The plain fact is that almost every aspect of this event has been deeply infused with politics. Start with the fact that Off Track Betting facilities in New York are laced with political influence and patronage. Why else would a horse race betting franchise in New York City be unable to operate at a profit? Why would other OTB’s in the state be facing similar troubles? The 2008 legislation increasing takeout rates had as its express purpose bailing out the bankrupt New York City OTB’s.
So Hayward’s (and Kehoe’s) view that political considerations were in play when they wanted to lower all takeout rates, and that opposition was expected from the “politicos” was not some kind of paranoid delusion It’s the same with Hayward’s anticipated resistance to bringing betting terminals to restaurants and bars so residents of the nation’s largest city could make an occasional wager on a horse race. (As the IG Report notes, wagering handle is the most significant part of NYRA’s revenue stream. Before NYCOTB closed in 2011, simulcasting revenue accounted for 60 per cent of NYRA’s total revenue. It dropped to 43 per cent in 2011. But three years later there has been no progress in restoring such a vital part of NYRA’s business.)
The long knives came out at the end of 2011 when it was revealed that NYRA had mistakenly failed to decrease one takeout rate, even though Hayward acknowledged the mistake and NYRA took immediate corrective action. Robert Megna, whose day job is as Cuomo’s Budget Director, has also served as the Administration’s point person on racing issues. He was Chair of the Franchise Oversight Board when the takeout error was discovered, and directed the Racing and Wagering Board to conduct a review.
When the Interim Report was released, Megna referred the matter to the Inspector General to investigate further. Megna’s choice of the IG is interesting. While many may assume that an Inspector General is an independent person not subject to political influence, that is not the case in New York. Instead, the IG is appointed by the Governor, and her term in office ends when the Governor’s does. If Megna were interested in a truly independent review, he would have sent it to the Comptroller. But he got what he wanted.
Inspector General Scott thus ignored the overwhelming evidence and concluded that Hayward was “derelict” in fulfilling his responsibilities. I understand that the leader of an organization is the one ultimately accountable for what happens on his watch, but I do not think relying on the advice of two seasoned attorneys with experience in the organization makes one “derelict.” It is usually the ignoring of legal advice that leds to that accusation.
Scott also fails to mention one of the central documents in this whole matter – and, once again, Megna is at the center of it. On May 15, 2012, Megna and John Sabini, then head of the Racing and Wagering Board, sent a remarkable letter to the Chairman of the NYRA Board in which they impugned the integrity, character and fitness of Board members and threatened to rescind their licenses to participate in racing. What was the offense? It wasn’t the failure to catch the incorrect takeout rate. Rather, it was their temerity in selecting replacements for Hayward and Kehoe.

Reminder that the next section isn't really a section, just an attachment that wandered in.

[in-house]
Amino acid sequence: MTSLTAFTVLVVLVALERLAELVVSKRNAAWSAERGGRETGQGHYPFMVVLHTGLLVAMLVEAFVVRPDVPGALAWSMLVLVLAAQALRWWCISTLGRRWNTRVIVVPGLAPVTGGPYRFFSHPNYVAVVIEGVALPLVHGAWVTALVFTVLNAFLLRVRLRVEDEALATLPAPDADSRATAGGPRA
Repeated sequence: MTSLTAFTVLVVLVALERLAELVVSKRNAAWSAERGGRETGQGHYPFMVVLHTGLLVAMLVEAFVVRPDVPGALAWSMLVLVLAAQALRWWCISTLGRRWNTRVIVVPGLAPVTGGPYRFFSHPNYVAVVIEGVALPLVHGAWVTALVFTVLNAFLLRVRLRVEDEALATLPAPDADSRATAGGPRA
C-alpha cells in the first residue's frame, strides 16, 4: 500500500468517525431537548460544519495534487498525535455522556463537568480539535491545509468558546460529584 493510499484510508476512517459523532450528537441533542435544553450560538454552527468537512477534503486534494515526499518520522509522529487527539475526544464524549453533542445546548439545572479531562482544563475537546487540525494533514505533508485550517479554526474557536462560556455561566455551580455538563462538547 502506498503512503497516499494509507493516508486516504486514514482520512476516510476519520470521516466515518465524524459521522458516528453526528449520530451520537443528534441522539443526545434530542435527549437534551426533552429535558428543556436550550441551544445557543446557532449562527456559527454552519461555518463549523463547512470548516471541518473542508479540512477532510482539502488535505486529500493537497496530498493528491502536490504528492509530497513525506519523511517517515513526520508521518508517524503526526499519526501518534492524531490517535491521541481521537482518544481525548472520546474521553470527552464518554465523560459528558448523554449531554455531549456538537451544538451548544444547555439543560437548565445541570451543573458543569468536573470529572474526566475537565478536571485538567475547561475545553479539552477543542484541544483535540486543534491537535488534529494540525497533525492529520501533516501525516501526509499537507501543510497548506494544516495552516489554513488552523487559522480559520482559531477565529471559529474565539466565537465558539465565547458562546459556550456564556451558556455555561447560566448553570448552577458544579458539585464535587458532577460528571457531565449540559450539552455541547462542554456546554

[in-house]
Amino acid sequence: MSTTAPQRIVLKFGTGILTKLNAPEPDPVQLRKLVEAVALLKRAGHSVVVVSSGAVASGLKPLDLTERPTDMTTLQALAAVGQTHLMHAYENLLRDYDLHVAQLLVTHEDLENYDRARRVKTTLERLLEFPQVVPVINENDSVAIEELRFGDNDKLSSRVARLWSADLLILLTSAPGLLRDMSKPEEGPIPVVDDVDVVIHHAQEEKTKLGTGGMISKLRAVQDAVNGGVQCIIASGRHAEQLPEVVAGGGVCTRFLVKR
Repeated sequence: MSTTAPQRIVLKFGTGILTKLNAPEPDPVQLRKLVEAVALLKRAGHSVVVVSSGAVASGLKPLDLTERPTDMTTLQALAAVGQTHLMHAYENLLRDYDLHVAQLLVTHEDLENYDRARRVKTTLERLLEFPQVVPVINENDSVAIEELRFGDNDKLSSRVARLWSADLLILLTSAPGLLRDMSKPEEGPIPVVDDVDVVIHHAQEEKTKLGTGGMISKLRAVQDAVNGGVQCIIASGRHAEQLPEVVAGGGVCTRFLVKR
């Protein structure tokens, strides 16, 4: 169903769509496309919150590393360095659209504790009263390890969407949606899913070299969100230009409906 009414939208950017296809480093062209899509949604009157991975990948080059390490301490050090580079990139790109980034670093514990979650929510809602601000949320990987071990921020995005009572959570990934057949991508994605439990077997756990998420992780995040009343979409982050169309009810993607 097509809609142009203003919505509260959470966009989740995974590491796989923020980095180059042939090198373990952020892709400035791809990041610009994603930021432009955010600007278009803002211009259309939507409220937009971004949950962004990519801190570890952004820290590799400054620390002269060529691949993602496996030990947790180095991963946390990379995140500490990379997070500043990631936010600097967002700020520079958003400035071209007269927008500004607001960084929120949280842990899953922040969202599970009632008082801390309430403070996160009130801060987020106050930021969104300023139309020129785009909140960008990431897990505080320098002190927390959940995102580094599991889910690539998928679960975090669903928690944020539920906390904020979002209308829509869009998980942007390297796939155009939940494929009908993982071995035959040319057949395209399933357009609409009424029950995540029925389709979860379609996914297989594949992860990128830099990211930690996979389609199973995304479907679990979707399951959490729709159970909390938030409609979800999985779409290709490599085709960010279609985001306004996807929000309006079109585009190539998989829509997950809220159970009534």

While the newly selected CEO and General Counsel continued to serve, the threats and intimidation by Megna and Sabini served its purpose. It cowed the old NYRA Board into an agreement in which the Board ceded power and control to the Governor. Legislation was soon enacted to make the Cuomo coup official. There is, of course, nothing positive the IG could say about these tactics of the Cuomo Administration, so we can presume that explains why there is no mention of this letter. (A similar reticence did not prevent her from identifying Board members who failed to disclose their ownership of horses, even though this tidbit had no connection to the takeout issue. I mean, who knew that Ogden Mills Phipps owned race horses?)
It’s not surprising that the Inspector General, as an appointee of the Governor, tiptoed around behavior by top officials that embarrass the Governor – perhaps I should say, “should embarrass the Governor.” She is to be given credit, however, for including in her Report the evidence upon which a reasonable person would conclude that former CEO Hayward acted appropriately. But she did not reach that conclusion.
After all, we could not have a determination by the Governor’s Inspector General that the Governor’s basis for taking control of New York’s racing was based on a falsehood – that Charles Hayward was deliberately violating the law. Had the Racing and Wagering Board simply taken the step of interviewing him – an action required by basic decency if not good government – they would have heard the same explanation he had given NYRA’s Integrity Counsel a month earlier. But decency, good government and the truth were apparently not considerations for the Governor and his men who were determined to get their hands on NYRA – no matter who had to be trampled in the process.